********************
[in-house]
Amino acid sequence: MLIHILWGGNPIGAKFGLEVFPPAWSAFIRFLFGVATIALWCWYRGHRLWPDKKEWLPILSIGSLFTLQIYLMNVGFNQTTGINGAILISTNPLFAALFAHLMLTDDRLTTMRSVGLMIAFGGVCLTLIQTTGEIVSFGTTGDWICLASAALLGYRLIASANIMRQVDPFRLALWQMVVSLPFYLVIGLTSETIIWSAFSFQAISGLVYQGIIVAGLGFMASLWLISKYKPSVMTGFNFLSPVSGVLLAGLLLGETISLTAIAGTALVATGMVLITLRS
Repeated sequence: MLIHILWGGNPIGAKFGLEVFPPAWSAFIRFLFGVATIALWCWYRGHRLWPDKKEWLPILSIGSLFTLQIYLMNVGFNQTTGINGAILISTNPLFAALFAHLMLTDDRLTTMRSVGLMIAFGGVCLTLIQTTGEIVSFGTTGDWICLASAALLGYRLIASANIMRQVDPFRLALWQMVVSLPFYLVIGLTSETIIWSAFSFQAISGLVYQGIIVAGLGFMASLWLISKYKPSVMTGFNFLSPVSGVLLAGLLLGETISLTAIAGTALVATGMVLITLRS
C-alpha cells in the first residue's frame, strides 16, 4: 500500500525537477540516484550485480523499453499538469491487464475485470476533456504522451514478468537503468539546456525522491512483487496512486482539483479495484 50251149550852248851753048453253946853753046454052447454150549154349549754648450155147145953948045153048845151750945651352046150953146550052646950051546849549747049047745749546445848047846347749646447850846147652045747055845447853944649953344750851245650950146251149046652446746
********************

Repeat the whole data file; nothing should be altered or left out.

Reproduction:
[in-house]
Amino acid sequence: MLIHILWGGNPIGAKFGLEVFPPAWSAFIRFLFGVATIALWCWYRGHRLWPDKKEWLPILSIGSLFTLQIYLMNVGFNQTTGINGAILISTNPLFAALFAHLMLTDDRLTTMRSVGLMIAFGGVCLTLIQTTGEIVSFGTTGDWICLASAALLGYRLIASANIMRQVDPFRLALWQMVVSLPFYLVIGLTSETIIWSAFSFQAISGLVYQGIIVAGLGFMASLWLISKYKPSVMTGFNFLSPVSGVLLAGLLLGETISLTAIAGTALVATGMVLITLRS
Repeated sequence: MLIHILWGGNPIGAKFGLEVFPPAWSAFIRFLFGVATIALWCWYRGHRLWPDKKEWLPILSIGSLFTLQIYLMNVGFNQTTGINGAILISTNPLFAALFAHLMLTDDRLTTMRSVGLMIAFGGVCLTLIQTTGEIVSFGTTGDWICLASAALLGYRLIASANIMRQVDPFRLALWQMVVSLPFYLVIGLTSETIIWSAFSFQAISGLVYQGIIVAGLGFMASLWLISKYKPSVMTGFNFLSPVSGVLLAGLLLGETISLTAIAGTALVATGMVLITLRS
C-alpha cells in the first residue's frame, strides 16, 4: 500500500525537477540516484550485480523499453499538469491487464475485470476533456504522451514478468537503468539546456525522491512483487496512486482539483479495484 50251149550852248851753048453253946853753046454052447454150549154349549754648450155147145953948045153048845151750945651352046150953146550052646950051546849549747049047745749546445848047846347749646447850846147652045747055845447853944649953344750851245650950146251149046652446746